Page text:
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  • I'm sure I don't have too many.  My home is about 6000sf, 7 bedrooms.  I have 3 eeros on each floor, fairly far apart.

    That said, I think you answered much of my question already...it is up to the device to decide which is a better connection.  I had wondered if the eeros had anything to do with it, but it makes sense.  I know I had the same kind of issues walking around the floor with my laptop at work (with multiple APs, so the same thing).  So I need to work on getting my device to decide to look for a better connection.

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  • I'm told by Luxul trainers that iOS devices are more reluctant to drop an acquired access point. as cMoo92 says its up to the client device, and not your access point in charge of switching.

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      • amissner
      • amissner
      • 3 yrs ago
      • Reported - view

      PMSyPly Thanks for the heads up. 

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  • “There is also the chance you have too many eeros in your home. How many square feet is your home, as well as the number of floors and bedrooms?”

    Not saying this is incorrect at all, just curious.

    I thought about adding another Beacon because the wi-fi signal at the Beacon farthest from the Eero is much weaker than the closest one, which would seem to make sense. However, my last Beacon (I have two) is only 33ft. from the first Beacon (which is about 33ft. and in line of sight from the Eero) with only 1 wall between the two.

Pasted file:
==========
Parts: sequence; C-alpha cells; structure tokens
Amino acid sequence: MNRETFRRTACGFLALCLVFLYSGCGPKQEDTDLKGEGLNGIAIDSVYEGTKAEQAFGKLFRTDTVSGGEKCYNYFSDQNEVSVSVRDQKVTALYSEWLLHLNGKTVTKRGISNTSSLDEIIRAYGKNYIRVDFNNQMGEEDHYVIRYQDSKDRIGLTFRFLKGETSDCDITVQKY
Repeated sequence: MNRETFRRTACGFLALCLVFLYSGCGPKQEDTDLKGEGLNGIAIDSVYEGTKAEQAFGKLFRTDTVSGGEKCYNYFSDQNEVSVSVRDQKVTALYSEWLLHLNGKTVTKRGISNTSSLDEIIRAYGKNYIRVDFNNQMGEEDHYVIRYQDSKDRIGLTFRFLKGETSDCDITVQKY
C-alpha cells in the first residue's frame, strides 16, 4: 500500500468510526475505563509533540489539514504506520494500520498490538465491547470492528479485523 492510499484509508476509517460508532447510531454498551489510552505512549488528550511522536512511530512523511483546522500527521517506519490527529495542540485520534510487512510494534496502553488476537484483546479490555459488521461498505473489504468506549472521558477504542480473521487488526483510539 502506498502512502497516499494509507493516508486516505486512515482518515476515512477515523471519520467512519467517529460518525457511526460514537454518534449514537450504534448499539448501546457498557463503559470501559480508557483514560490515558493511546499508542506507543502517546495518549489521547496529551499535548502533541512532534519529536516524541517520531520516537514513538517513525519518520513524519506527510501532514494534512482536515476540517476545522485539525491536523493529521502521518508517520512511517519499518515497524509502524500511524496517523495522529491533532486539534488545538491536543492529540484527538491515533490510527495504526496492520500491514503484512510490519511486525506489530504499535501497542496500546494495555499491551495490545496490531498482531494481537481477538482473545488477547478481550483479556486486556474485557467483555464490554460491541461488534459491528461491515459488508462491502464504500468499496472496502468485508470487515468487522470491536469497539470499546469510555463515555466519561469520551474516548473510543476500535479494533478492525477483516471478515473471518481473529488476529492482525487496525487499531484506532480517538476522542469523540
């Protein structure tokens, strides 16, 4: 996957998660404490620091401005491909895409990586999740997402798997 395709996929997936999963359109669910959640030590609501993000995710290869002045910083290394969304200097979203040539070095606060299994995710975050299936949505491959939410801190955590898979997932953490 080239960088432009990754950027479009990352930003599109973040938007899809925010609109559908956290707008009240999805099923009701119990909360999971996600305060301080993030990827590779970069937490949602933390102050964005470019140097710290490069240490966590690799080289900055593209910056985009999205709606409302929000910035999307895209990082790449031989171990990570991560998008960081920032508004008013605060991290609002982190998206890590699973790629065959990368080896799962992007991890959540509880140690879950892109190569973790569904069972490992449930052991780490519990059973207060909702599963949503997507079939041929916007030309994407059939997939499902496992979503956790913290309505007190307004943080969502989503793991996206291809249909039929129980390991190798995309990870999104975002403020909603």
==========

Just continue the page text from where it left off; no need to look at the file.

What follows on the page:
I already feel like I have enough Beacons and that adding another would seem redundant.

    Im curious if you can actually having too many Beacons. Does anyone know at what point you have too many? And if so, what is happening that would cause problems?

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      • Belfong
      • Belfong
      • 3 yrs ago
      • Reported - view

      Mike A you just want to give Eero more money, admit it :)

      I am even thinking of just getting one Eero 2nd gen, as I already have a second gen and 2 Beacons. This will allow me to have a wired Eero upstairs, for the smart TV in the family room.

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  • “you just want to give Eero more money, admit it :)”

    Ok, ok, I admit it! :)

    Simply adding more Beacons ‘seems’ like an easy, though expensive, fix for weak signals or dead areas, but I have a feeling bying a single Eero and then packing every corner of your home full of Beacons is going to be problematic.

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    • Mike A beacons are essentially the same thing as a regular eero, just a little less powerful hardware (than the gen 2 eero that is. It’s actually stronger then a gen 1 eero). The main difference is that since there’s no Ethernet ports, they can’t be used as a gateway. But you could have one eero and 5 eero beacons with no problem.